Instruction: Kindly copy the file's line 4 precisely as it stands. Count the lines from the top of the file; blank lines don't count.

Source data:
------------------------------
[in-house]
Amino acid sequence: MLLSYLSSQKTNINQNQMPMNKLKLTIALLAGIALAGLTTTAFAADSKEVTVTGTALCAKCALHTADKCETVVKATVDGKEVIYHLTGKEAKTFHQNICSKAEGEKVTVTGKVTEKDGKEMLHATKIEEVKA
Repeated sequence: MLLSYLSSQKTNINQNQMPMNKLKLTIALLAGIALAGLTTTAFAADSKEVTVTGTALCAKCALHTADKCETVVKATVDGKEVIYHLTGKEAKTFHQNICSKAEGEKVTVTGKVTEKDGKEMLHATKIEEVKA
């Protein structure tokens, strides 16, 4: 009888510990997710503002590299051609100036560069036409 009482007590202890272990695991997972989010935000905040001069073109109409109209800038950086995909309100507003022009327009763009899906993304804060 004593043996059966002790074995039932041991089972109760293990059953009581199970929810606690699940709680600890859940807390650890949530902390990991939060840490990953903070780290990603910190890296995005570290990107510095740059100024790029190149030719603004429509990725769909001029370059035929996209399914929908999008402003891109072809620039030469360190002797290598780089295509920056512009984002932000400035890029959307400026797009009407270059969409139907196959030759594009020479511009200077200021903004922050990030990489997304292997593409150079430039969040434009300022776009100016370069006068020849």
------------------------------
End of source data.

């Protein structure tokens, strides 16, 4: 009888510990997710503002590299051609100036560069036409 009482007590202890272990695991997972989010935000905040001069073109109409109209800038950086995909309100507003022009327009763009899906993304804060 004593043996059966002790074995039932041991089972109760293990059953009581199970929810606690699940709680600890859940807390650890949530902390990991939060840490990953903070780290990603910190890296995005570290990107510095740059100024790029190149030719603004429509990725769909001029370059035929996209399914929908999008402003891109072809620039030469360190002797290598780089295509920056512009984002932000400035890029959307400026797009009407270059969409139907196959030759594009020479511009200077200021903004922050990030990489997304292997593409150079430039969040434009300022776009100016370069006068020849």